By which means her letter falls into the hands of Miss
Howe's mother.

XXVIII. Mistress Howe to Clarissa. Reproaches her for
making all her friends unhappy. Forbids her to write any
more to her daughter.

XXIX. Clarissa's meek reply.

XXX. Clarissa to Hannah Burton.
XXXI. Hannah Burton in answer.

XXXII. Clarissa to Mrs. Norton. Excuses her long silence.
Asks her a question, with a view to detect Lovelace.
Hints at his ungrateful villany. Self-recriminations.
XXXIII. Mrs. Norton to Clarissa. Answers her question.
Inveighs against Lovelace. Hopes she has escaped with
her honour. Consoles her by a brief relation of her own
case, and from motives truly pious.

XXXIV. Clarissa to Lady Betty Lawrance. Requests an an-
swer to three questions, with a view further to detect Love-

XXXV. Lady Betty to Clarissa. Answers her questions. In
the kindest manner offers to mediate between her nephew
and her.

XXXVI. XXXVII. Clarissa to Mrs. Hodges, her uncle Har-
lowe's housekeeper; with a view of still further detecting
Lovelace.- -Mrs. Hodges's answer.

XXXVIII. Clarissa to Lady Betty Lawrance. Acquaints her
with her nephew's baseness. Charitably wishes his refor-
mation; but utterly, and from principle, rejects him.
XXXIX. Clarissa to Mrs. Norton. Is comforted by her kind
soothings. Wishes she had been her child. Will not allow
her to come up to her. Why. Some account of the people
she is with; and of a worthy woman, Mrs. Lovick, who
lodges in the house. Briefly hints to her the vile usage she
has received from Lovelace.

XL. Mrs. Norton to Clarissa. Inveighs against Lovelace.
Wishes Miss Howe might be induced to refrain from free-
doms that do hurt, and can do no good. Further piously
consoles her.

XLI. Clarissa to Mrs. Norton. A new trouble. An angry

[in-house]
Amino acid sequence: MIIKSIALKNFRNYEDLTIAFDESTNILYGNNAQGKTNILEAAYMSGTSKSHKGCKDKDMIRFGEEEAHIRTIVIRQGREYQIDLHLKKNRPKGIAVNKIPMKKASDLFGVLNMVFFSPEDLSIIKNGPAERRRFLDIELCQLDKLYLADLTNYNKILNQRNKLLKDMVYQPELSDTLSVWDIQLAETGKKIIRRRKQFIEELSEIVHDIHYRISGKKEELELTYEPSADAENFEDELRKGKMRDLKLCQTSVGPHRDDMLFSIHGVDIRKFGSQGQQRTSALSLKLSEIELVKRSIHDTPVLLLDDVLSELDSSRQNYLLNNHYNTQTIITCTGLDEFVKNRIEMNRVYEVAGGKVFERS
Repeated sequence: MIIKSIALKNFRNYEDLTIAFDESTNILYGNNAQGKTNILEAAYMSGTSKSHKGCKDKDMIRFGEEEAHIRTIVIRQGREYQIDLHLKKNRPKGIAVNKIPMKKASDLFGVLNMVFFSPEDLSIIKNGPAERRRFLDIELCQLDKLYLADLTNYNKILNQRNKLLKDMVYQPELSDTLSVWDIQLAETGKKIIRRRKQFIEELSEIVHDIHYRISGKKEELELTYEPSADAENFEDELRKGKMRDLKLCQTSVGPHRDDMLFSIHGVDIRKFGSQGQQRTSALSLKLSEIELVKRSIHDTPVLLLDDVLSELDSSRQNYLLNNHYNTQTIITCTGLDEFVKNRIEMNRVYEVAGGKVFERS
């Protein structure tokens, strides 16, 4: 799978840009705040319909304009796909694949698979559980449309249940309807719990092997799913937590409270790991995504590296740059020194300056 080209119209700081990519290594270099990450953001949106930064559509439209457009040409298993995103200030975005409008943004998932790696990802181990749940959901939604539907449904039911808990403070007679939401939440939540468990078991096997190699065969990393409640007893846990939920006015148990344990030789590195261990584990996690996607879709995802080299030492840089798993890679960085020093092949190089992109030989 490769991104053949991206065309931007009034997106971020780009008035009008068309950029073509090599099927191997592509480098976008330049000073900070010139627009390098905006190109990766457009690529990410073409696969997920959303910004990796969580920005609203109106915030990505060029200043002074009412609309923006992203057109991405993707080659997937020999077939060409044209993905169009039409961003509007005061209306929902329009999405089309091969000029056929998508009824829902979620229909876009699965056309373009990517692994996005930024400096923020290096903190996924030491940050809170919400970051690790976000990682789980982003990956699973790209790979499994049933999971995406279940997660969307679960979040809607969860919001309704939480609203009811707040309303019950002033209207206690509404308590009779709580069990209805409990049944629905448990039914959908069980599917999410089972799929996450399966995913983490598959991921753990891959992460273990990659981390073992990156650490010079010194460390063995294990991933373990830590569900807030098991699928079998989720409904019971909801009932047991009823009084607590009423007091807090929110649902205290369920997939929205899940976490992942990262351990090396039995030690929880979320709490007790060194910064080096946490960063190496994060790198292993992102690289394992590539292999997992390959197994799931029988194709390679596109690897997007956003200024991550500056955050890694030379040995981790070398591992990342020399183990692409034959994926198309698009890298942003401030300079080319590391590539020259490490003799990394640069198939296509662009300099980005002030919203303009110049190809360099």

letter from Miss Howe; the occasion. Her heart is broken.
Shall be uneasy, till she can get her father's curse revoked.

Casts about to whom she can apply for this purpose. At
last resolves to write to her sister to beg her mediation.
XLII. Miss Howe to Clarissa. Her angry and reproachful
letter above-mentioned; demands from her the clearing
up of her conduct.

XLIII. Clarissa to Miss Howe. Gently remonstrates upon

her severity. To this hour knows not all the methods ta-

ken to deceive and ruin her. But will briefly, yet circum-

stantially, enter into the darker part of her sad story,

though her heart sinks under the thoughts of a recollec-

tion so painful.

XLIV. XLV. XLVI. XLVII. She gives the promised par-
ticulars of her story. Begs that the blackest parts of it
may be kept secret. And why. Desires one friendly tear,
and no more, may be dropped from her gentle eye, on the
happy day that shall shut up all her sorrows.
XLVIII. XLIX. Miss Howe to Clarissa. Execrates the
abandoned profligate. She must, she tells her, look to a
world beyond this for her reward. Unravels some of Love-
lace's plots; and detects his forgeries. Is apprehensive for
her own, as well as Clarissa's safety. Advises her to pursue
a legal vengeance. Laudable custom in the Isle of Man.
Offers personally to attend her in a court of justice.

L. Clarissa to Miss Howe. Cannot consent to a prosecution.

Discovers who it was that personated her at Hampstead.

She is quite sick of life, and of an earth in which innocent

and benevolent spirits are sure to be considered as aliens.

LI. Miss Howe to Clarissa. Beseeches her to take comfort,
and not despair. Is dreadfully apprehensive of her own
safety from Mr. Lovelace. An instruction to mothers.
LII. Clarissa to Miss Howe. Averse as she is to appear in a
court of justice against Lovelace, she will consent to pro-
secute him, rather than Miss Howe shall live in terror.
Hopes she shall not despair; but doubts not, from so many
concurrent circumstances, that the blow is given.

LIII. LIV. Lovelace to Belford. Has no subject worth writ-

ing upon, now he has lost his Clarissa. Half in jest, half

in earnest, [as usual with him when vexed or disappointed]

he deplores the loss of her.--Humorous account of Lord

M., of himself, and of his two cousins Montague. His

Clarissa has made him eyeless and senseless to every other


LV. LVI. LVII. LVIII. From the same. Lady Sarah Sad-
leir and Lady Betty Lawrance arrive, and engage Lord
M. and his two cousins Montague against him, on account